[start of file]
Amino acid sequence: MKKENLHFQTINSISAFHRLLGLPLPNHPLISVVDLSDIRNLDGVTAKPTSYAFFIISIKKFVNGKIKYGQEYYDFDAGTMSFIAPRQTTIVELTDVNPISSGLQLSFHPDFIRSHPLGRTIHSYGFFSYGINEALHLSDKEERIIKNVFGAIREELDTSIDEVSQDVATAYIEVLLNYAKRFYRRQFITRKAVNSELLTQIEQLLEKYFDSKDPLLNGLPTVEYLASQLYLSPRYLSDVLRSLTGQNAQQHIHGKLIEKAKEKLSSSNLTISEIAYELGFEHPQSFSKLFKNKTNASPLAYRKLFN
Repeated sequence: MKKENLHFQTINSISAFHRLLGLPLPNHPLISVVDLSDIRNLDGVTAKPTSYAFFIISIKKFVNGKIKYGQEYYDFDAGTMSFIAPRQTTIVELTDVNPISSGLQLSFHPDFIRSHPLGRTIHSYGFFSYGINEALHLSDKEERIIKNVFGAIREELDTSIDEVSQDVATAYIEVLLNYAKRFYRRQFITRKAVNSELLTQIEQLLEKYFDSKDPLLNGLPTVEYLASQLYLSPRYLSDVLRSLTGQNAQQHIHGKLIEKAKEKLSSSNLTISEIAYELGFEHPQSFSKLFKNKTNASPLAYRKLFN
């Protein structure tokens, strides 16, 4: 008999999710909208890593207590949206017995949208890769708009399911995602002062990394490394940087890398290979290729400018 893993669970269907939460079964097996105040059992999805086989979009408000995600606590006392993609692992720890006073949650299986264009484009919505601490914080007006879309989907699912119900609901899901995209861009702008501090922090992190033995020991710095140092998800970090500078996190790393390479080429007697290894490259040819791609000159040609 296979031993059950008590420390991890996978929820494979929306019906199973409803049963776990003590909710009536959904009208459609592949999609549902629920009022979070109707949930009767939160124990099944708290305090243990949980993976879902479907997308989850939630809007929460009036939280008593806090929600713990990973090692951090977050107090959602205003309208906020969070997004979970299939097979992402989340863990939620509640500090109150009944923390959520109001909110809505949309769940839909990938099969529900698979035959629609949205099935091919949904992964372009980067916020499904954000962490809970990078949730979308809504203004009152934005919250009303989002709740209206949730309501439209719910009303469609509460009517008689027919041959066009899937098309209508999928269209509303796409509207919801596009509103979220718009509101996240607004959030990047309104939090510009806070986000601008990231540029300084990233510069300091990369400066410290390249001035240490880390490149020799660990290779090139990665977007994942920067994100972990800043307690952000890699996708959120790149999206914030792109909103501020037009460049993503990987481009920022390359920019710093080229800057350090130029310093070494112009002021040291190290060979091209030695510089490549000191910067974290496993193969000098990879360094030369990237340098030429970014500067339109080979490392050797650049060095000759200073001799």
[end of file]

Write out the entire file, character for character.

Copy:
Amino acid sequence: MKKENLHFQTINSISAFHRLLGLPLPNHPLISVVDLSDIRNLDGVTAKPTSYAFFIISIKKFVNGKIKYGQEYYDFDAGTMSFIAPRQTTIVELTDVNPISSGLQLSFHPDFIRSHPLGRTIHSYGFFSYGINEALHLSDKEERIIKNVFGAIREELDTSIDEVSQDVATAYIEVLLNYAKRFYRRQFITRKAVNSELLTQIEQLLEKYFDSKDPLLNGLPTVEYLASQLYLSPRYLSDVLRSLTGQNAQQHIHGKLIEKAKEKLSSSNLTISEIAYELGFEHPQSFSKLFKNKTNASPLAYRKLFN
Repeated sequence: MKKENLHFQTINSISAFHRLLGLPLPNHPLISVVDLSDIRNLDGVTAKPTSYAFFIISIKKFVNGKIKYGQEYYDFDAGTMSFIAPRQTTIVELTDVNPISSGLQLSFHPDFIRSHPLGRTIHSYGFFSYGINEALHLSDKEERIIKNVFGAIREELDTSIDEVSQDVATAYIEVLLNYAKRFYRRQFITRKAVNSELLTQIEQLLEKYFDSKDPLLNGLPTVEYLASQLYLSPRYLSDVLRSLTGQNAQQHIHGKLIEKAKEKLSSSNLTISEIAYELGFEHPQSFSKLFKNKTNASPLAYRKLFN
């Protein structure tokens, strides 16, 4: 008999999710909208890593207590949206017995949208890769708009399911995602002062990394490394940087890398290979290729400018 893993669970269907939460079964097996105040059992999805086989979009408000995600606590006392993609692992720890006073949650299986264009484009919505601490914080007006879309989907699912119900609901899901995209861009702008501090922090992190033995020991710095140092998800970090500078996190790393390479080429007697290894490259040819791609000159040609 296979031993059950008590420390991890996978929820494979929306019906199973409803049963776990003590909710009536959904009208459609592949999609549902629920009022979070109707949930009767939160124990099944708290305090243990949980993976879902479907997308989850939630809007929460009036939280008593806090929600713990990973090692951090977050107090959602205003309208906020969070997004979970299939097979992402989340863990939620509640500090109150009944923390959520109001909110809505949309769940839909990938099969529900698979035959629609949205099935091919949904992964372009980067916020499904954000962490809970990078949730979308809504203004009152934005919250009303989002709740209206949730309501439209719910009303469609509460009517008689027919041959066009899937098309209508999928269209509303796409509207919801596009509103979220718009509101996240607004959030990047309104939090510009806070986000601008990231540029300084990233510069300091990369400066410290390249001035240490880390490149020799660990290779090139990665977007994942920067994100972990800043307690952000890699996708959120790149999206914030792109909103501020037009460049993503990987481009920022390359920019710093080229800057350090130029310093070494112009002021040291190290060979091209030695510089490549000191910067974290496993193969000098990879360094030369990237340098030429970014500067339109080979490392050797650049060095000759200073001799």